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ANZ and ASIC headed for the courts

By Tim Stewart
3 minute read

ANZ has indicated it will "vigorously defend" itself in a legal action brought against the bank by ASIC regarding manipulation of the bank bill swap rate, setting up a showdown in the court system.

The corporate regulator framed a number of allegations against ANZ on Friday including that ANZ manipulated the bank bill swap rate (BBSW).

ASIC alleged that ANZ was "seeking to maximise its profit or minimise its loss to the detriment of those holding opposite positions to ANZ's".

As recently as 12 February 2016, ASIC chairman Greg Medcraft warned banks to "plead guilty" when it comes to BBSW manipulation.

"We can either have a contested outcome in the court or we can have an agreed outcome in the court," Mr Medcraft said at the time.

He also drew attention to ASIC's $80 million 'war chest', which will help fund the regulator's legal battle against ANZ.

ANZ said in a statement on Friday that it rejects the allegations and will "vigorously defend" itself in the case.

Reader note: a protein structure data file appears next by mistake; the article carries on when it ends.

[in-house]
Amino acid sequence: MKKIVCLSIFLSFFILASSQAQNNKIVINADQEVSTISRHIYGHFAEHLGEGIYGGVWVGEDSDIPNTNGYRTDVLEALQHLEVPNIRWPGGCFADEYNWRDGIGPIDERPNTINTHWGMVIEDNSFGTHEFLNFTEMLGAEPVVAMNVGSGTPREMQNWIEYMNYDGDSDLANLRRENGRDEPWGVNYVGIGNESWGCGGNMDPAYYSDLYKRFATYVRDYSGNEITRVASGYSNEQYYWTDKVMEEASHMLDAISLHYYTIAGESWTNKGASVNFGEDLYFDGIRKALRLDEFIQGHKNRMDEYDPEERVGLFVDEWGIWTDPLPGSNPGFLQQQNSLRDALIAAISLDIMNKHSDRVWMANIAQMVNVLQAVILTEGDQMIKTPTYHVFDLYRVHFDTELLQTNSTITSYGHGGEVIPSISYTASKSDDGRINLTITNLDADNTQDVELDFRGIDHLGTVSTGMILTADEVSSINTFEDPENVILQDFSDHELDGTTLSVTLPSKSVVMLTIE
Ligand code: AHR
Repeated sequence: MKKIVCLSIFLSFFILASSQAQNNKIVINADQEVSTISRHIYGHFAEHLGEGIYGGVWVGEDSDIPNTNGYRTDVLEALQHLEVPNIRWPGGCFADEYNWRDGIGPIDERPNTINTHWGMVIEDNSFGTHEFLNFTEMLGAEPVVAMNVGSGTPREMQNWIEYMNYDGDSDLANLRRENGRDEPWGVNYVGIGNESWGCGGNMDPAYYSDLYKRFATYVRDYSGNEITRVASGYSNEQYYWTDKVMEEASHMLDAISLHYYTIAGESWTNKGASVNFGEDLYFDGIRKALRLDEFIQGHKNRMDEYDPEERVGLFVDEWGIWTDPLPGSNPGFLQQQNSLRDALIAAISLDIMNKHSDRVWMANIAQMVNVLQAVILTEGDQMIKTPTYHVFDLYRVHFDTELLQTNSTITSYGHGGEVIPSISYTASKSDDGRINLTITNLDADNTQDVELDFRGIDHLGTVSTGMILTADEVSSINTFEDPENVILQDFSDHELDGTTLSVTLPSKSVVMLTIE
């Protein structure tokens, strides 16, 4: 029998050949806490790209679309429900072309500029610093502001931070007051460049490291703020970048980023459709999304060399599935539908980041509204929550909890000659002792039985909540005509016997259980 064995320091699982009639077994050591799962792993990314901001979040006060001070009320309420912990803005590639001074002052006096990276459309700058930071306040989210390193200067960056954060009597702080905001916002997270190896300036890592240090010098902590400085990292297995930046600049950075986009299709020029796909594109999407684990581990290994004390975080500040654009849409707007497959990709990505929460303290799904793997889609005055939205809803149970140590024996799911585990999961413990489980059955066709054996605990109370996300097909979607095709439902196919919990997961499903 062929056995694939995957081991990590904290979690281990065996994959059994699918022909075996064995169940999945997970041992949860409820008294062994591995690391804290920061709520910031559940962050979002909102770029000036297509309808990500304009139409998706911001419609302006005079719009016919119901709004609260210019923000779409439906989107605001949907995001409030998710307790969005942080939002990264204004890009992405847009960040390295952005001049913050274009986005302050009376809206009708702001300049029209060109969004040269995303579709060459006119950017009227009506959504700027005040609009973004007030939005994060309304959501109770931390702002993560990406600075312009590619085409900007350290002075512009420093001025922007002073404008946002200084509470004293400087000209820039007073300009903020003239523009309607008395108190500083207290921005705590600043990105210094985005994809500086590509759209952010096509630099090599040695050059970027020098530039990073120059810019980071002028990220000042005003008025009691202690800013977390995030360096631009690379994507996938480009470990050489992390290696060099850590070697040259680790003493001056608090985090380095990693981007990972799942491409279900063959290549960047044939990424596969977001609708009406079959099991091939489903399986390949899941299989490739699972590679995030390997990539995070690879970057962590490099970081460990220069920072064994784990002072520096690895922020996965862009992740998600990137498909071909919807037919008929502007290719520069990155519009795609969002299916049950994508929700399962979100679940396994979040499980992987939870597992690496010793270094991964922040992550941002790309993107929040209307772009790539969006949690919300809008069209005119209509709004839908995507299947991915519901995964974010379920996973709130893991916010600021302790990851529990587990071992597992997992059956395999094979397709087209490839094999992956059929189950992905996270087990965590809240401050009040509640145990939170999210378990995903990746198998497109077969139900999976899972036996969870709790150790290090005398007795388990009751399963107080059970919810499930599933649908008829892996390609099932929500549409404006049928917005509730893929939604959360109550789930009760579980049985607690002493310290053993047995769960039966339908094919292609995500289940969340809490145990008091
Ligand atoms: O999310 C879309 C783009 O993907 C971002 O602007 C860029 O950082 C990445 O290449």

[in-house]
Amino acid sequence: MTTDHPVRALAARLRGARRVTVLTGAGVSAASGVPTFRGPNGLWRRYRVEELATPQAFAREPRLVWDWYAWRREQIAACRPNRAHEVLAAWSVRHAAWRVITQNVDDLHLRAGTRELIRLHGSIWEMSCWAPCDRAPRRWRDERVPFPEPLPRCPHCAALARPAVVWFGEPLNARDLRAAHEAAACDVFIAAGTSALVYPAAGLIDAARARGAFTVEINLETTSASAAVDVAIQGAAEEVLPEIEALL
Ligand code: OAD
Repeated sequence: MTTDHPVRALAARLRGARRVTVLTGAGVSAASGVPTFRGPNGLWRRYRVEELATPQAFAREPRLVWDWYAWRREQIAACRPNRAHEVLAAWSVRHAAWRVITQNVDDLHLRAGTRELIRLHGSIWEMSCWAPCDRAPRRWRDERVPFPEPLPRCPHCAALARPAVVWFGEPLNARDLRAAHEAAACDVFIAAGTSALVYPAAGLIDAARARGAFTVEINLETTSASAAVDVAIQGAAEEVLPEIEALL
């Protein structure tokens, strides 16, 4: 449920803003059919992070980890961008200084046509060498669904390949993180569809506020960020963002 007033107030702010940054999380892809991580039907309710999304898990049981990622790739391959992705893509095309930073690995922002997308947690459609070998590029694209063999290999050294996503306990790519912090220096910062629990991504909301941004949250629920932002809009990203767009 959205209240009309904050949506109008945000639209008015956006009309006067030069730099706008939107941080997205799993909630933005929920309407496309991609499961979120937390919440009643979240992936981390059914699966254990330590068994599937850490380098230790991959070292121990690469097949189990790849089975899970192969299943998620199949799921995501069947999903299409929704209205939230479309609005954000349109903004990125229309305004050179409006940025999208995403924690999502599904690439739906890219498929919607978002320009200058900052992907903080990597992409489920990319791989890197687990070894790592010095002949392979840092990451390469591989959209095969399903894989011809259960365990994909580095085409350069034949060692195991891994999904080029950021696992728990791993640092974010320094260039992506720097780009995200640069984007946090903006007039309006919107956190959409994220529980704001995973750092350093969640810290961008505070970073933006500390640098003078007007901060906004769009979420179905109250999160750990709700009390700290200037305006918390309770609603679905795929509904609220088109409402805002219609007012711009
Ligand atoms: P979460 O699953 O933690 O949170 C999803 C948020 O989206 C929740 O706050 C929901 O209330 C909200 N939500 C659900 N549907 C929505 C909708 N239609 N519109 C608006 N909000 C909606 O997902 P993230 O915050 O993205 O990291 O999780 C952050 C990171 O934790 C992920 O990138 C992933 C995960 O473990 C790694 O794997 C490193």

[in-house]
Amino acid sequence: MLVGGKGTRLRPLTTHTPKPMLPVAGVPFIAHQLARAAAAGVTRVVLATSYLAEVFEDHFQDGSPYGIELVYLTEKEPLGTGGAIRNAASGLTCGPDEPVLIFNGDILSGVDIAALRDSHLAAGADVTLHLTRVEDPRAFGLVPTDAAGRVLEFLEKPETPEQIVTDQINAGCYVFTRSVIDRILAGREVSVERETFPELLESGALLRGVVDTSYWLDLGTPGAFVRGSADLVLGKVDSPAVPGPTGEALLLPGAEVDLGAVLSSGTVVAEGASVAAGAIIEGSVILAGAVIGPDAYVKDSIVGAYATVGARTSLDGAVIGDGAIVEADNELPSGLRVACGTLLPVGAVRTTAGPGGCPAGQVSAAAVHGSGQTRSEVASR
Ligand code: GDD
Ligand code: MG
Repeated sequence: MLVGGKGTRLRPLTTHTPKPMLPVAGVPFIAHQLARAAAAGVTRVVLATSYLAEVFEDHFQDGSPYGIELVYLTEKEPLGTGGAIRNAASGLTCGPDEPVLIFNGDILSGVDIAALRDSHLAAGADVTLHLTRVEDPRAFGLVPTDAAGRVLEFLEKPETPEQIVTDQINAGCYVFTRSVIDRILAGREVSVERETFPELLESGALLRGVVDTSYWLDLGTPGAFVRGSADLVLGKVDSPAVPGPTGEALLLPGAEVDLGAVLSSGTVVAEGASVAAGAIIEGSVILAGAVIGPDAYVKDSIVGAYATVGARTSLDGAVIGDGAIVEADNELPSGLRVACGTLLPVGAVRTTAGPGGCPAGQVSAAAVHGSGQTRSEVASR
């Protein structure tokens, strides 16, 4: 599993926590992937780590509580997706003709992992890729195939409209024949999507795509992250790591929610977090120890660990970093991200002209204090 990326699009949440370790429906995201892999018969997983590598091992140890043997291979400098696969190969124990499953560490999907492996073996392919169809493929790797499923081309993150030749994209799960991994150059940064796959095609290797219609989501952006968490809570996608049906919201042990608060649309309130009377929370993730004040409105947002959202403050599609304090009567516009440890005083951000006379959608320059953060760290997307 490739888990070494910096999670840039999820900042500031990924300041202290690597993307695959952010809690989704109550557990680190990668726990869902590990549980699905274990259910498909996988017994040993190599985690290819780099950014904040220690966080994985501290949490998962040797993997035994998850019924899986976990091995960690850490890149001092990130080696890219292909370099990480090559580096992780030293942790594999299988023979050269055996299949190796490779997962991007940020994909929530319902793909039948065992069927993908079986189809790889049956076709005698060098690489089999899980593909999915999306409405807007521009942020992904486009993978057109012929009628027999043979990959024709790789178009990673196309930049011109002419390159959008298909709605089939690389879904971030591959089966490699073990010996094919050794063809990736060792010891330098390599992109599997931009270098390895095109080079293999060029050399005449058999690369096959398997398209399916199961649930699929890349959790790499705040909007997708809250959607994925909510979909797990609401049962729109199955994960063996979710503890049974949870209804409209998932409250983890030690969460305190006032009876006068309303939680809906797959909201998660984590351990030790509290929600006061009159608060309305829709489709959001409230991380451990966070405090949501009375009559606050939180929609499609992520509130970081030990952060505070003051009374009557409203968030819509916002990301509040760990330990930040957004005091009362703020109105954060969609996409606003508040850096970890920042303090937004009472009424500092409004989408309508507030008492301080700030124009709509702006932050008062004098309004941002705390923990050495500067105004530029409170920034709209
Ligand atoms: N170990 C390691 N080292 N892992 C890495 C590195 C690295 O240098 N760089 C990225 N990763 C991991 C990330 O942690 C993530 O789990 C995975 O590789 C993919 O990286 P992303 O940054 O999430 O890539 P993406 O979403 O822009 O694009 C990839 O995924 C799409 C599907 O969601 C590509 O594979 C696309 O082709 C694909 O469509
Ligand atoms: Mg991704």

The bank's chief risk officer Nigel Williams said ANZ has "cooperated fully with ASIC's investigation over many months, at a cost of many millions of dollars".

"This includes actively seeking to resolve the Commission’s concerns since January 2015,” Mr Williams said. 

"We believe the Commission’s statement of claim is based on a misunderstanding of how bank bill issuance and interest rate risk management operates and the limited case law which applies to this area," he said. 

"Our practices in the BBSW market were consistent with Australian market practices in wholesale financial markets and we reject ASIC’s characterisation of the transactions in question."

Mr Williams said ANZ will continue to review the question of chat messages between traders, adding that the bank has already dealt with chats and behaviours that breach its code of conduct through internal disciplinary action taken against the individuals involved.

"Since June 2014 we have also engaged ASIC about chat messages between ANZ traders," he said. 

"We do not agree, however, with ASIC’s characterisation of the issues related to the chat messages. It is now for the courts to provide clarity on trading practices."

ANZ noted that ASIC’s legal action will likely take considerable time to resolve through the courts and the matter of penalties is also uncertain.

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